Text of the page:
Pictured below is Retrat de Picasso, an unbecoming portrait of Pablo Picasso, whom he admired. The two Spanish artists clashed on political views. And Dalí even called Picasso, “a destroyer of art”. Nevertheless, the two famous artists reconvened later in life.
Gala Dalí: his wife, muse, and business manager
Below is a painting called Dalí Seen from the Back Painting Gala from the Back Eternalized by Six Virtual Corneas Provisionally Reflected by Six Real Mirrors.
Interesting story. Dalí met Gala while she was visiting Spain with her then-husband, poet Paul Éluard. She left him to be with Dalí. She moved in with Dali and was often the subject of his paintings. Among many accounts, Gala was not a nice person and many men in the surrealist group despised her. (Read this interview with Dalí’s former assistant on his thoughts on working with the couple.) To be honest, the more I read into her life, the more confused I got whether she was truly a muse or just misunderstood. Nevertheless, she was a forward-thinking artist and performer who catapulted Dalí into fame and fortune. Without her, surely, he would not have the same influence that he does today!
Mae West Room
This is brilliant! The Mae West room has a furniture installation of a red sofa, paintings of eyes, and a double fireplace for a nose. You climb up a set of stairs, and from your vantage point, they’re organized into the face of famous Mae West. Also, note that the “curtains” is a hair installation was created by the famous hairdresser, Lluís Llongueras. In fact, the hair started to deteriorate after 25 years of the original installation. Llongueras was asked to replace the beautiful golden hair.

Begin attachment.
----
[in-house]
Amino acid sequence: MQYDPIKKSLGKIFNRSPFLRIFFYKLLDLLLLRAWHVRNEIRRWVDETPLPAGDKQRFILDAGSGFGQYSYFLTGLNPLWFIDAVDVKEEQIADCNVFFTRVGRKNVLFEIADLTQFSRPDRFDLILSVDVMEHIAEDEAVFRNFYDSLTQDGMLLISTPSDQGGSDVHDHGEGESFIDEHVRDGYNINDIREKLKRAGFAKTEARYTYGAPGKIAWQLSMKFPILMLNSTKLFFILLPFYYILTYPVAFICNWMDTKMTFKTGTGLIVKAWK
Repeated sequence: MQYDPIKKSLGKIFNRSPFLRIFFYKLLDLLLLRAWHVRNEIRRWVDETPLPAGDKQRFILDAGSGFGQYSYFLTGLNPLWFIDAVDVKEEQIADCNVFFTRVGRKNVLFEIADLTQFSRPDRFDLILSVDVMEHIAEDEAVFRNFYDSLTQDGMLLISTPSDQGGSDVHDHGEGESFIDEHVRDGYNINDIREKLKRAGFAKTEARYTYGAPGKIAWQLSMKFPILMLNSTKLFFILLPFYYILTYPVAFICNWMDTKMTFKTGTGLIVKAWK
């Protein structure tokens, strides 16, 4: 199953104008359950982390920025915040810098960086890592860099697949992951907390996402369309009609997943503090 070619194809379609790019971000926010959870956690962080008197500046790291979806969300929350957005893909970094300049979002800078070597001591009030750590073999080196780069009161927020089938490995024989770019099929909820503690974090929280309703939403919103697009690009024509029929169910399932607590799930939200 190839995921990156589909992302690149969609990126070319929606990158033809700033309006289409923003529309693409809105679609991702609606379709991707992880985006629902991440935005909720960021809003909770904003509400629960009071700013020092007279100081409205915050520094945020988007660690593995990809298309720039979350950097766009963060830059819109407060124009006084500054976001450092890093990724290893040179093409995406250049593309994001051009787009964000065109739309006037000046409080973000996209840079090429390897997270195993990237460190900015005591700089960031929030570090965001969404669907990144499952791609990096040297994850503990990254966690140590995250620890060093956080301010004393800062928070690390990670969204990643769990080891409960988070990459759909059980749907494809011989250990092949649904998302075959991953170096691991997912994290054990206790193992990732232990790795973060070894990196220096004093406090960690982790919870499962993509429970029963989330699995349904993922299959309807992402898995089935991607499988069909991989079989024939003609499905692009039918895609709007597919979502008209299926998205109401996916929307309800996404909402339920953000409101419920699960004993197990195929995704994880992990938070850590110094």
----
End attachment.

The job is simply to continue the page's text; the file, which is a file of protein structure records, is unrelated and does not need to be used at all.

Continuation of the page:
Ms. West was a scandalous yet talented actress, singer, and comedian, who expressed sexual independence, starting around the 30s. Her celebrity was reflective of Dalí’s own public persona. She was actually quite powerful in Hollywood!
Palau del Vent (Wind Palace Ceiling)
In the room of the Palau del Vent, a ceiling painting is based on the poem by Joan Maragall, “L’Empordà”, a region of Catalonia. This painting represents a unique perspective of Salvador Dalí and his wife, Gala, reaching for the heavens. We can also see elephants with thin insect legs and silhouettes of the Spanish royal couple. You also see open, empty drawers in his Dalí’s body, a common symbol of a sort of emptying or emptiness of oneself.
Below, a tapestry of the Persistence of Memory, shows the melting pocket watches. The painting was originally an oil painting on canvas currently on display at the MOMA in New York City. This tapestry hangs over a baroque bed (which was not Dalí’s). Below it in the corner is a golden orangutan skeleton staring from a corner of the room.